The life-size resin and steel likeness of Jen Reid, who was photographed on June 7 standing on the empty base after demonstrators pulled down the Colston statue and dumped it in Bristol’s harbor, went up before dawn Wednesday without approval from city officials.
“I think it’s amazing,” Reid said. “It looks like it belongs there. It looks like it’s been there forever.”
Colston was a 17th-century trader who made a fortune transporting enslaved Africans across the Atlantic to the Americas on Bristol-based ships. His money funded schools and charities in Bristol, 120 miles southwest of London.
The toppling of Colston’s statue occurred during protests sparked by the death of George Floyd — but Bristol’s mayor suggested Wednesday that the new sculpture of Reid may not stay up for long.
“To this end, the future of the plinth and what is installed on it must be decided by the people of Bristol,” Marvin Rees said in a statement, adding that the decision will be “critical to building a city that is home to those who are elated at the statue being pulled down, those who sympathize with its removal but are dismayed at how it happened and those who feel that in its removal, they’ve lost a piece of the Bristol they know, and therefore themselves.”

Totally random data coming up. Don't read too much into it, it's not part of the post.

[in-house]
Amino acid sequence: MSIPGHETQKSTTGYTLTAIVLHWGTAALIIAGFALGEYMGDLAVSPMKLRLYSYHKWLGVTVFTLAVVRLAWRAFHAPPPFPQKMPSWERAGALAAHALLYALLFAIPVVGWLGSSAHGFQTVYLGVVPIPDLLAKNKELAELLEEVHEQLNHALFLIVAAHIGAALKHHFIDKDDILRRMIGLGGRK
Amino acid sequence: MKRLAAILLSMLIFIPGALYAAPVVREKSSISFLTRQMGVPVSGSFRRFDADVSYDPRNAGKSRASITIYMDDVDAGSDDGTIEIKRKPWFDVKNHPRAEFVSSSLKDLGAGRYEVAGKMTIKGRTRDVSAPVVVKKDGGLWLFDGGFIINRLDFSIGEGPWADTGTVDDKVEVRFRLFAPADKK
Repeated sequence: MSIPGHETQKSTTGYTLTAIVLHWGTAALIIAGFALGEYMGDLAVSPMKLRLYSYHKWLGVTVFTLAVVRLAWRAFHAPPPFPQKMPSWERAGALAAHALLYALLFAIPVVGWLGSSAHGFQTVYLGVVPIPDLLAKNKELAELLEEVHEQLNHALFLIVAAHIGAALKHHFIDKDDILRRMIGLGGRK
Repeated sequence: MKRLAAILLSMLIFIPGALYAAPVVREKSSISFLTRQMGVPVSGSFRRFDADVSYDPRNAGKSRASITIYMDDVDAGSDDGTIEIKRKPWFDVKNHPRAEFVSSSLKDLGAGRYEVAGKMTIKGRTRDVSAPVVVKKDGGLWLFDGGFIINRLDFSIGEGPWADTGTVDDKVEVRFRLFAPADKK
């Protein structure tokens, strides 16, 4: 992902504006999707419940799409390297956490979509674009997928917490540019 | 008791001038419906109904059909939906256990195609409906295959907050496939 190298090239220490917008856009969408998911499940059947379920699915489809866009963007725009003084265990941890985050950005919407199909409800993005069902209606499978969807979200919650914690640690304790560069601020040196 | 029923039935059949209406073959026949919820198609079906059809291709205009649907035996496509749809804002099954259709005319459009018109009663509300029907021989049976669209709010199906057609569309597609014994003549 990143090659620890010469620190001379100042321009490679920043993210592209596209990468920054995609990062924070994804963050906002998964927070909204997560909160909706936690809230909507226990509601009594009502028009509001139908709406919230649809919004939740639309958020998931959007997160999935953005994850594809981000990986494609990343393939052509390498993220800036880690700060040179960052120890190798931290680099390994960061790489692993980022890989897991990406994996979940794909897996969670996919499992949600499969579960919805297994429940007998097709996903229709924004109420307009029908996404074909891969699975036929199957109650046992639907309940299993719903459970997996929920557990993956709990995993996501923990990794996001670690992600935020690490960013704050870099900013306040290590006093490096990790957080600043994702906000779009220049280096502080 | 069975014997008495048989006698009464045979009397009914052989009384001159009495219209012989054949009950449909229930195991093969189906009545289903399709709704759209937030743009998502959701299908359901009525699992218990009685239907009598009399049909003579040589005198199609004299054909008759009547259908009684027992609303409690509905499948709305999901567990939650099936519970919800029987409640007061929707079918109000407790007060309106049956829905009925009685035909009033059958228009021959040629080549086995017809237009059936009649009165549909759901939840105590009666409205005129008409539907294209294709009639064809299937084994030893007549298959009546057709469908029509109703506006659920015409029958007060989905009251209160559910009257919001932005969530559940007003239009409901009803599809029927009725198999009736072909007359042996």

“The sculpture that has been installed today was the work and decision of a London based artist,” Rees said. “It was not requested and permission was not given for it to be installed.”
After the Colston statue was thrown in the harbor, city officials fished it out and said it would be placed in a museum, along with placards from the Black Lives Matter demonstration.
The new statue, meanwhile, is called “A Surge of Power (Jen Reid)”.
Marc Quinn, the artist behind it, said Reid had “created the sculpture when she stood on the plinth and raised her arm in the air.”
“Now we’re crystallizing it,” he added.
The Associated Press contributed to this report.